QUESTION: I planted a camellia more than ten years ago. Apparently it’s in the wrong place because it has never bloomed; it hasn’t even grown much, though it hasn’t died. It’s in a spot that I now realize is in shade most of the time, and maybe it doesn’t get enough water, so I’m considering moving it. When is the best time to do that? And what’s the best way to do it?
The general consensus among camellia experts seems to be that camellias don’t take well to being moved. That said, it sounds like your shrub is already unhappy, so why not try moving it to a better spot? Now, while the plant is dormant, is a good time to do the job.
First, a short lesson on what camellias need: well-drained, slightly acidic soil rich with organic matter, light shade, and regular water (as long as it drains well). It should be protected from strong sun and punishing winds.
The challenge in moving the camellia will be in preserving as much of the root structure as possible. For large, established camellias, experts suggest root-pruning a year in advance of the move, but for a shrub that’s still small, that probably won’t be necessary.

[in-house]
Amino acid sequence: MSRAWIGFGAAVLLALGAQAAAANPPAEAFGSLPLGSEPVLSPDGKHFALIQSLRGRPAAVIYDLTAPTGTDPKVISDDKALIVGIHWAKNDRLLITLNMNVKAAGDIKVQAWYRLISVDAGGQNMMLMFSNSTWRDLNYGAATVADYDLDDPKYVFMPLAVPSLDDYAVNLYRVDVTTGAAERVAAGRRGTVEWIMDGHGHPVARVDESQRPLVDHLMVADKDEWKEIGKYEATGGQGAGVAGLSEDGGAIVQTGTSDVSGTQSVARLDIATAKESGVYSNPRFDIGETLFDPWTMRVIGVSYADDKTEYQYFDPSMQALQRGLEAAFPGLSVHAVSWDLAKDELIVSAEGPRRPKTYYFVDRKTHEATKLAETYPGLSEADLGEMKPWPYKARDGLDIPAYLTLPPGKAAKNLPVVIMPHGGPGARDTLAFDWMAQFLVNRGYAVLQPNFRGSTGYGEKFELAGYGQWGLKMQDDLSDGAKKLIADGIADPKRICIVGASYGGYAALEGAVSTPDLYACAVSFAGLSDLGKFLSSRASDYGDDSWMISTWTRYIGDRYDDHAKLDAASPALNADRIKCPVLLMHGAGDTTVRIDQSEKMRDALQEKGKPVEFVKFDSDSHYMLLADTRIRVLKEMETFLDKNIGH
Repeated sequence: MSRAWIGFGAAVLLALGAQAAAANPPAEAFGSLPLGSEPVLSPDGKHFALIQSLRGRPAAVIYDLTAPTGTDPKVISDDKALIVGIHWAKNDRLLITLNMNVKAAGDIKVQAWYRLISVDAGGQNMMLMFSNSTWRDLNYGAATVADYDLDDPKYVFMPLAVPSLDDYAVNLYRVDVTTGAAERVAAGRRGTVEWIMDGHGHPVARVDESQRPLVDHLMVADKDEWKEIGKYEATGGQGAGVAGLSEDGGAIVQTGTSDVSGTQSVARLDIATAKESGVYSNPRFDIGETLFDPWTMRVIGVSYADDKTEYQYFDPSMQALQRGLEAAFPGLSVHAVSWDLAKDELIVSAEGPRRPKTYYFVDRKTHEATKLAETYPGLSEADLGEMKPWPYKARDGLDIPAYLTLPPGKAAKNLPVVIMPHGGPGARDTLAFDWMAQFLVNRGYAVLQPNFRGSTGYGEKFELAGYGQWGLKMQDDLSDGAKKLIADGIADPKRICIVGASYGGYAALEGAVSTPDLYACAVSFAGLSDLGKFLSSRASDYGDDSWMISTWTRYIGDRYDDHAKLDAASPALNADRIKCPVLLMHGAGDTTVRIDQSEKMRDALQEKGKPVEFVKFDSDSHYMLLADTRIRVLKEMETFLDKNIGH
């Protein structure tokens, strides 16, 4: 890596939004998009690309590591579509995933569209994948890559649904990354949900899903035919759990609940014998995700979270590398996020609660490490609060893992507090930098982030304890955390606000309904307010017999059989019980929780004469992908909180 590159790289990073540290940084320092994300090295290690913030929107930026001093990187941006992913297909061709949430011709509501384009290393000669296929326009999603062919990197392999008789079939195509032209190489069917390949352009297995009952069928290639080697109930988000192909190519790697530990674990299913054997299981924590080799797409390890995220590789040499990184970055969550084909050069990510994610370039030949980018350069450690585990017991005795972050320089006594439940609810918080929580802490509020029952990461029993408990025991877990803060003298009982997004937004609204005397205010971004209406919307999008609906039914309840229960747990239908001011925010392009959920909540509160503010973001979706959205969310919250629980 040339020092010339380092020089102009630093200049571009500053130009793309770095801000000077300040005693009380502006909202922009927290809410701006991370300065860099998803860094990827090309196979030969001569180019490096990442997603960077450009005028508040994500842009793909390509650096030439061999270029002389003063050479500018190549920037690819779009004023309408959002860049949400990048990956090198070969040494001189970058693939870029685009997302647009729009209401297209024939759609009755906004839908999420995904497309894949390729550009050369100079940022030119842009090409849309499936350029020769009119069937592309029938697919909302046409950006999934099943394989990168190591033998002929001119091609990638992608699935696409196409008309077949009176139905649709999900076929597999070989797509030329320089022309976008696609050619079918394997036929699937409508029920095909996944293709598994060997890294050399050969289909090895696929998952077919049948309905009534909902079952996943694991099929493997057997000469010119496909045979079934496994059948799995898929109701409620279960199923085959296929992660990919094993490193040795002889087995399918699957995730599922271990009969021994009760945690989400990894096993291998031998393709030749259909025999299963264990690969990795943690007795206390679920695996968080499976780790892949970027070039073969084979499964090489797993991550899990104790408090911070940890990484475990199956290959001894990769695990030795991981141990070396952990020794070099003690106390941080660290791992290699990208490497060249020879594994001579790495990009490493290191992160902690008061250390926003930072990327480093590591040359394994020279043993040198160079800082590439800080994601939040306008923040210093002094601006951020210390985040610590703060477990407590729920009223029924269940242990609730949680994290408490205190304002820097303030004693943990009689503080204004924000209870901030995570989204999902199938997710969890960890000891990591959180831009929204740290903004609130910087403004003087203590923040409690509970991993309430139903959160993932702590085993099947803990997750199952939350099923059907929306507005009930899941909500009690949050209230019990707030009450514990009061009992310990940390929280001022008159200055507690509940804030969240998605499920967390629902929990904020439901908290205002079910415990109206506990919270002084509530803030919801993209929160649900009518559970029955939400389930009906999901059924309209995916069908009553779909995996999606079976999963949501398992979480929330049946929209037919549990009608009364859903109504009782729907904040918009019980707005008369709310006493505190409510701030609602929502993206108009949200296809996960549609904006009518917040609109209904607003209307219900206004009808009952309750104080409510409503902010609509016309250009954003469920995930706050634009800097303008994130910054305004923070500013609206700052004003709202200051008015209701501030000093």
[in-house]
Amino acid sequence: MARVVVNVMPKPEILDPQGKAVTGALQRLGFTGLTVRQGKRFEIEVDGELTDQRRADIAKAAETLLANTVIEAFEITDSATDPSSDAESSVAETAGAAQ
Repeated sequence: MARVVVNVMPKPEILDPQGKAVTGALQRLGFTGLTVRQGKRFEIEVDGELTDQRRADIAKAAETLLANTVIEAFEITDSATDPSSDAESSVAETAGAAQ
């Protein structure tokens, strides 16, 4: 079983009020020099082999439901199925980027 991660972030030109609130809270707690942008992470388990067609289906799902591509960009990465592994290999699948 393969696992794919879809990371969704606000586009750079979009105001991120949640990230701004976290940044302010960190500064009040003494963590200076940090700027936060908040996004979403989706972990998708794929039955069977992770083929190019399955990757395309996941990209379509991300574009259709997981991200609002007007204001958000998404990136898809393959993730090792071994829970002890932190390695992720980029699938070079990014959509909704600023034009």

Begin by carefully digging a trench around the plant at the drip line, working your way around and down and under to lift as much of the soil and roots as possible. Camellias have a shallow root system, but it’s still best to try to keep as much of it intact as you can. Transfer the root ball to a tarp or a sheet and move it to the new location, where you will have dug a hole about twice as wide but not as deep as the root ball you lifted out.
When you transfer the root ball to the new hole, make sure it is not planted deeper than it had been in the original location. Cover the exposed roots, but don’t pile soil up around the trunk. Water it thoroughly, and keep it well watered (but not soggy) during the first growing season. Consider providing protection from very cold weather; camellias can be sensitive to extreme temperatures, and in this climate (Zone 7a) some varieties tolerate cold better than others.